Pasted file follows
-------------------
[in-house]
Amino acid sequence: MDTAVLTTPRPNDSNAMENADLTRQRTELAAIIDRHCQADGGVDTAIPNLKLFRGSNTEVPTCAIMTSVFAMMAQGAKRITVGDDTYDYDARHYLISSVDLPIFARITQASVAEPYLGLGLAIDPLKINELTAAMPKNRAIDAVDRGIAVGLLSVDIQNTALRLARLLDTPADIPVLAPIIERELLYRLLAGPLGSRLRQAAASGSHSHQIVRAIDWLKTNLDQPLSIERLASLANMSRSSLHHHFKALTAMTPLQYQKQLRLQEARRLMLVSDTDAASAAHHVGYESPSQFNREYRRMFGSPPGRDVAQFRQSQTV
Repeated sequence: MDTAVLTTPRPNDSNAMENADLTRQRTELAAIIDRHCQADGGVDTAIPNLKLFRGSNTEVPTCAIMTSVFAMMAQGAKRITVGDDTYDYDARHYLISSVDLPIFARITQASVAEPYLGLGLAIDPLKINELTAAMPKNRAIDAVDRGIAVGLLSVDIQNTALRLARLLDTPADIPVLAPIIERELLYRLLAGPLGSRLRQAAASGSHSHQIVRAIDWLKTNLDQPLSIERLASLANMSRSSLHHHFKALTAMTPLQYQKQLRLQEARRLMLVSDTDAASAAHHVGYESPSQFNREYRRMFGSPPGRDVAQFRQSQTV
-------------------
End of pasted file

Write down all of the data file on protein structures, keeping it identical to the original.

[in-house]
Amino acid sequence: MDTAVLTTPRPNDSNAMENADLTRQRTELAAIIDRHCQADGGVDTAIPNLKLFRGSNTEVPTCAIMTSVFAMMAQGAKRITVGDDTYDYDARHYLISSVDLPIFARITQASVAEPYLGLGLAIDPLKINELTAAMPKNRAIDAVDRGIAVGLLSVDIQNTALRLARLLDTPADIPVLAPIIERELLYRLLAGPLGSRLRQAAASGSHSHQIVRAIDWLKTNLDQPLSIERLASLANMSRSSLHHHFKALTAMTPLQYQKQLRLQEARRLMLVSDTDAASAAHHVGYESPSQFNREYRRMFGSPPGRDVAQFRQSQTV
Repeated sequence: MDTAVLTTPRPNDSNAMENADLTRQRTELAAIIDRHCQADGGVDTAIPNLKLFRGSNTEVPTCAIMTSVFAMMAQGAKRITVGDDTYDYDARHYLISSVDLPIFARITQASVAEPYLGLGLAIDPLKINELTAAMPKNRAIDAVDRGIAVGLLSVDIQNTALRLARLLDTPADIPVLAPIIERELLYRLLAGPLGSRLRQAAASGSHSHQIVRAIDWLKTNLDQPLSIERLASLANMSRSSLHHHFKALTAMTPLQYQKQLRLQEARRLMLVSDTDAASAAHHVGYESPSQFNREYRRMFGSPPGRDVAQFRQSQTV